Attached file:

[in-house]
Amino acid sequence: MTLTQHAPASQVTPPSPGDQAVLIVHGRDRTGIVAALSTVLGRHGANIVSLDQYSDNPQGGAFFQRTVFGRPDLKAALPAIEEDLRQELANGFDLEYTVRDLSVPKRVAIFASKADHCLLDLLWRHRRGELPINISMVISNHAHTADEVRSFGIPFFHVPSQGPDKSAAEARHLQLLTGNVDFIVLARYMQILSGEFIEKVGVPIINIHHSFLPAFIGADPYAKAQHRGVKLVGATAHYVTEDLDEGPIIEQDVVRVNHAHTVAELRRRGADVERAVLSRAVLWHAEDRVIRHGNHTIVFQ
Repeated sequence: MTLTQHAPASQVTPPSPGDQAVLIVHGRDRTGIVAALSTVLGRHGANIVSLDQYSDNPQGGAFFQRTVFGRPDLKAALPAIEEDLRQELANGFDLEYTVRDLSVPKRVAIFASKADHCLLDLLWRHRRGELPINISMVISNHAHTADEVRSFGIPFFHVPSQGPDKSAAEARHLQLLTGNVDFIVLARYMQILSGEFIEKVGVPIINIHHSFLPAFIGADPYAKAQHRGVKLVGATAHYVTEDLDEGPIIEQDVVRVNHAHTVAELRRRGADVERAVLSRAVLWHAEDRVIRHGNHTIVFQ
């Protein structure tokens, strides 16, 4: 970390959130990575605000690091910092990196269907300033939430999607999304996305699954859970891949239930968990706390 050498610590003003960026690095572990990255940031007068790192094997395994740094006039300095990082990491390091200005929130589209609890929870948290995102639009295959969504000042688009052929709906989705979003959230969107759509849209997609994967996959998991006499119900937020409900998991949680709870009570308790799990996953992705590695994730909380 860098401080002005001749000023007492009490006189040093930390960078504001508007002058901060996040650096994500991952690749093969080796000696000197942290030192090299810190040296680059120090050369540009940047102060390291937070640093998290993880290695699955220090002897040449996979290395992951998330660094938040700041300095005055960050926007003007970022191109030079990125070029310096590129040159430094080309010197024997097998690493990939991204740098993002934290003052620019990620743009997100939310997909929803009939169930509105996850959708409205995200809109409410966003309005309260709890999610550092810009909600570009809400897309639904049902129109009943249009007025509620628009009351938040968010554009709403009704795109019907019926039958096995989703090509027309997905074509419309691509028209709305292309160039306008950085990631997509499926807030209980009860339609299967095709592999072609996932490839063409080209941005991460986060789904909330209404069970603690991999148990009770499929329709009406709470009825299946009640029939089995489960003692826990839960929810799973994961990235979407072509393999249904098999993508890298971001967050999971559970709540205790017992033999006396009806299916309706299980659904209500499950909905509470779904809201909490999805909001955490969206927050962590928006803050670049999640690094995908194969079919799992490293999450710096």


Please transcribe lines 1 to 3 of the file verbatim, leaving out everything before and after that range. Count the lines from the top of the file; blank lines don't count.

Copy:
[in-house]
Amino acid sequence: MTLTQHAPASQVTPPSPGDQAVLIVHGRDRTGIVAALSTVLGRHGANIVSLDQYSDNPQGGAFFQRTVFGRPDLKAALPAIEEDLRQELANGFDLEYTVRDLSVPKRVAIFASKADHCLLDLLWRHRRGELPINISMVISNHAHTADEVRSFGIPFFHVPSQGPDKSAAEARHLQLLTGNVDFIVLARYMQILSGEFIEKVGVPIINIHHSFLPAFIGADPYAKAQHRGVKLVGATAHYVTEDLDEGPIIEQDVVRVNHAHTVAELRRRGADVERAVLSRAVLWHAEDRVIRHGNHTIVFQ
Repeated sequence: MTLTQHAPASQVTPPSPGDQAVLIVHGRDRTGIVAALSTVLGRHGANIVSLDQYSDNPQGGAFFQRTVFGRPDLKAALPAIEEDLRQELANGFDLEYTVRDLSVPKRVAIFASKADHCLLDLLWRHRRGELPINISMVISNHAHTADEVRSFGIPFFHVPSQGPDKSAAEARHLQLLTGNVDFIVLARYMQILSGEFIEKVGVPIINIHHSFLPAFIGADPYAKAQHRGVKLVGATAHYVTEDLDEGPIIEQDVVRVNHAHTVAELRRRGADVERAVLSRAVLWHAEDRVIRHGNHTIVFQ